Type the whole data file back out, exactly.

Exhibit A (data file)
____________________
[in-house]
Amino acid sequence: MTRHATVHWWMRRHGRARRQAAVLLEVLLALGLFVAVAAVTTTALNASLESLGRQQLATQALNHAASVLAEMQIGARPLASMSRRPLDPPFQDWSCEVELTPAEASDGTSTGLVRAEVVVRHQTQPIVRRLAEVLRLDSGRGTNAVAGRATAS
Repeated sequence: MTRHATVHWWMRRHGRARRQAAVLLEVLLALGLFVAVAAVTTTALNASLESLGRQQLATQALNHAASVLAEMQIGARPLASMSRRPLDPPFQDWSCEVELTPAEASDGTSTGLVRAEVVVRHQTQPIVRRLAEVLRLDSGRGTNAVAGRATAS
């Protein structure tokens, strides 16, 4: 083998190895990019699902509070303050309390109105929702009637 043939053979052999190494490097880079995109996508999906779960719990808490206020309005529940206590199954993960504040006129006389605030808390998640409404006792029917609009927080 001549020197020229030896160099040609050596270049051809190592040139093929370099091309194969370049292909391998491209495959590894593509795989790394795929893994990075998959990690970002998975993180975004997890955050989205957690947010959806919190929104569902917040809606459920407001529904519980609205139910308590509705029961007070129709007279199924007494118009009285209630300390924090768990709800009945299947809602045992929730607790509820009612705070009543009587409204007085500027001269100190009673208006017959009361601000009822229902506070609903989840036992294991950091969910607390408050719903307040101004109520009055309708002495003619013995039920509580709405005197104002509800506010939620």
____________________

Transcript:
[in-house]
Amino acid sequence: MTRHATVHWWMRRHGRARRQAAVLLEVLLALGLFVAVAAVTTTALNASLESLGRQQLATQALNHAASVLAEMQIGARPLASMSRRPLDPPFQDWSCEVELTPAEASDGTSTGLVRAEVVVRHQTQPIVRRLAEVLRLDSGRGTNAVAGRATAS
Repeated sequence: MTRHATVHWWMRRHGRARRQAAVLLEVLLALGLFVAVAAVTTTALNASLESLGRQQLATQALNHAASVLAEMQIGARPLASMSRRPLDPPFQDWSCEVELTPAEASDGTSTGLVRAEVVVRHQTQPIVRRLAEVLRLDSGRGTNAVAGRATAS
């Protein structure tokens, strides 16, 4: 083998190895990019699902509070303050309390109105929702009637 043939053979052999190494490097880079995109996508999906779960719990808490206020309005529940206590199954993960504040006129006389605030808390998640409404006792029917609009927080 001549020197020229030896160099040609050596270049051809190592040139093929370099091309194969370049292909391998491209495959590894593509795989790394795929893994990075998959990690970002998975993180975004997890955050989205957690947010959806919190929104569902917040809606459920407001529904519980609205139910308590509705029961007070129709007279199924007494118009009285209630300390924090768990709800009945299947809602045992929730607790509820009612705070009543009587409204007085500027001269100190009673208006017959009361601000009822229902506070609903989840036992294991950091969910607390408050719903307040101004109520009055309708002495003619013995039920509580709405005197104002509800506010939620």